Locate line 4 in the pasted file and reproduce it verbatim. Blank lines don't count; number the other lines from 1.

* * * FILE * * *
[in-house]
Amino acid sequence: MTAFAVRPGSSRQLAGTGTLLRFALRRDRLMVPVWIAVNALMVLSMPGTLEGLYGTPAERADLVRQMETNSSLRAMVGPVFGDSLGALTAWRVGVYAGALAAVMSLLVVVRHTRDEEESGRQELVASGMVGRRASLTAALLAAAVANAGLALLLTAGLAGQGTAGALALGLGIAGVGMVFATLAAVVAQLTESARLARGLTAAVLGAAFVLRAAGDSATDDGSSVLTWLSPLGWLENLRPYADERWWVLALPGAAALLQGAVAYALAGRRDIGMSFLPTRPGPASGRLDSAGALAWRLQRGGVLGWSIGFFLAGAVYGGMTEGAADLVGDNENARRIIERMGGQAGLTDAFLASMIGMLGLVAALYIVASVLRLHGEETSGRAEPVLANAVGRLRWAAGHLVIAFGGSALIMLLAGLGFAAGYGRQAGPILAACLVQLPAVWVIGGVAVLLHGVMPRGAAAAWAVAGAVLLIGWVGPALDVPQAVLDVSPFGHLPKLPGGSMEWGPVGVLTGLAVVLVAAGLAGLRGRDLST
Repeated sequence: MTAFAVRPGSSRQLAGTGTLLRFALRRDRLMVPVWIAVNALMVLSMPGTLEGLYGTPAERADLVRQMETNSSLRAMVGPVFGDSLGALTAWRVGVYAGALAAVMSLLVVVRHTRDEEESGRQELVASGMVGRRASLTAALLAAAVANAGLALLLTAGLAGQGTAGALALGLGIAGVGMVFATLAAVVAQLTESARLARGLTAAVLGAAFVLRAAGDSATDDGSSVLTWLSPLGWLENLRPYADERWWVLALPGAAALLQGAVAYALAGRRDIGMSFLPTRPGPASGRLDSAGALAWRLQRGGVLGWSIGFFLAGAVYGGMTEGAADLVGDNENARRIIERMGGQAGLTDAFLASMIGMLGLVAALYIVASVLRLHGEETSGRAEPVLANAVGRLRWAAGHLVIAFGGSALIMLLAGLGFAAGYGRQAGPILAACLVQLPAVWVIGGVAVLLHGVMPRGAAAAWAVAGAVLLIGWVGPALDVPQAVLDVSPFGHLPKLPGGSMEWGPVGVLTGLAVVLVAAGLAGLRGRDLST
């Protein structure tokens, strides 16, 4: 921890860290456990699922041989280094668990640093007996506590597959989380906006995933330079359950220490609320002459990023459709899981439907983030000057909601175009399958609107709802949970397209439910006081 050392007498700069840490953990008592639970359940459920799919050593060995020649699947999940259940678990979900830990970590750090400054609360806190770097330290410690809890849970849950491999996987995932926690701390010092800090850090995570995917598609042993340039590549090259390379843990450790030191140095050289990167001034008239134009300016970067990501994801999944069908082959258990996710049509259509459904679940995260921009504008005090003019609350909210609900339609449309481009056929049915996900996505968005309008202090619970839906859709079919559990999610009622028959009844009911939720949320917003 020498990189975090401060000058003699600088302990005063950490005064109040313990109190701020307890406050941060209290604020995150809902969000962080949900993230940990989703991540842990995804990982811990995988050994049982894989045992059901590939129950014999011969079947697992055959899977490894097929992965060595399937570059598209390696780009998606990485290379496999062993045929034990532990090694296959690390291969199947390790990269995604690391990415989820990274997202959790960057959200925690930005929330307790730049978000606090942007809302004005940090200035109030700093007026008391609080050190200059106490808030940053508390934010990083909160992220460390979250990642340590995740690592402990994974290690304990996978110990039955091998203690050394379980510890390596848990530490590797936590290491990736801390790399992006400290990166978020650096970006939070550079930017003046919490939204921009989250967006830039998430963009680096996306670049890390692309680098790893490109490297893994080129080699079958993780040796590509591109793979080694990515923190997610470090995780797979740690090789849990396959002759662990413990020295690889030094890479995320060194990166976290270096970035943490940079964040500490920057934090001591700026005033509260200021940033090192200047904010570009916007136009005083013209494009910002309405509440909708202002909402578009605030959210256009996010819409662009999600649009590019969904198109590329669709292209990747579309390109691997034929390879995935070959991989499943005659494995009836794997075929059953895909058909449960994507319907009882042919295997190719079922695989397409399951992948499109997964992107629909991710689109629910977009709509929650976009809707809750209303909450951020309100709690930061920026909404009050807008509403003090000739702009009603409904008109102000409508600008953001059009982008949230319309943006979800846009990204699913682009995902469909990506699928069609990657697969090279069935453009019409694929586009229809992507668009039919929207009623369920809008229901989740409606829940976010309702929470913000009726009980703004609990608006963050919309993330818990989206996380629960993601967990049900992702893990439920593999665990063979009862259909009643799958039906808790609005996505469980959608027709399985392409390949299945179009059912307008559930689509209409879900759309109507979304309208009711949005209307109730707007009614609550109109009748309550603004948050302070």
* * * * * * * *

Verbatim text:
């Protein structure tokens, strides 16, 4: 921890860290456990699922041989280094668990640093007996506590597959989380906006995933330079359950220490609320002459990023459709899981439907983030000057909601175009399958609107709802949970397209439910006081 050392007498700069840490953990008592639970359940459920799919050593060995020649699947999940259940678990979900830990970590750090400054609360806190770097330290410690809890849970849950491999996987995932926690701390010092800090850090995570995917598609042993340039590549090259390379843990450790030191140095050289990167001034008239134009300016970067990501994801999944069908082959258990996710049509259509459904679940995260921009504008005090003019609350909210609900339609449309481009056929049915996900996505968005309008202090619970839906859709079919559990999610009622028959009844009911939720949320917003 020498990189975090401060000058003699600088302990005063950490005064109040313990109190701020307890406050941060209290604020995150809902969000962080949900993230940990989703991540842990995804990982811990995988050994049982894989045992059901590939129950014999011969079947697992055959899977490894097929992965060595399937570059598209390696780009998606990485290379496999062993045929034990532990090694296959690390291969199947390790990269995604690391990415989820990274997202959790960057959200925690930005929330307790730049978000606090942007809302004005940090200035109030700093007026008391609080050190200059106490808030940053508390934010990083909160992220460390979250990642340590995740690592402990994974290690304990996978110990039955091998203690050394379980510890390596848990530490590797936590290491990736801390790399992006400290990166978020650096970006939070550079930017003046919490939204921009989250967006830039998430963009680096996306670049890390692309680098790893490109490297893994080129080699079958993780040796590509591109793979080694990515923190997610470090995780797979740690090789849990396959002759662990413990020295690889030094890479995320060194990166976290270096970035943490940079964040500490920057934090001591700026005033509260200021940033090192200047904010570009916007136009005083013209494009910002309405509440909708202002909402578009605030959210256009996010819409662009999600649009590019969904198109590329669709292209990747579309390109691997034929390879995935070959991989499943005659494995009836794997075929059953895909058909449960994507319907009882042919295997190719079922695989397409399951992948499109997964992107629909991710689109629910977009709509929650976009809707809750209303909450951020309100709690930061920026909404009050807008509403003090000739702009009603409904008109102000409508600008953001059009982008949230319309943006979800846009990204699913682009995902469909990506699928069609990657697969090279069935453009019409694929586009229809992507668009039919929207009623369920809008229901989740409606829940976010309702929470913000009726009980703004609990608006963050919309993330818990989206996380629960993601967990049900992702893990439920593999665990063979009862259909009643799958039906808790609005996505469980959608027709399985392409390949299945179009059912307008559930689509209409879900759309109507979304309208009711949005209307109730707007009614609550109109009748309550603004948050302070």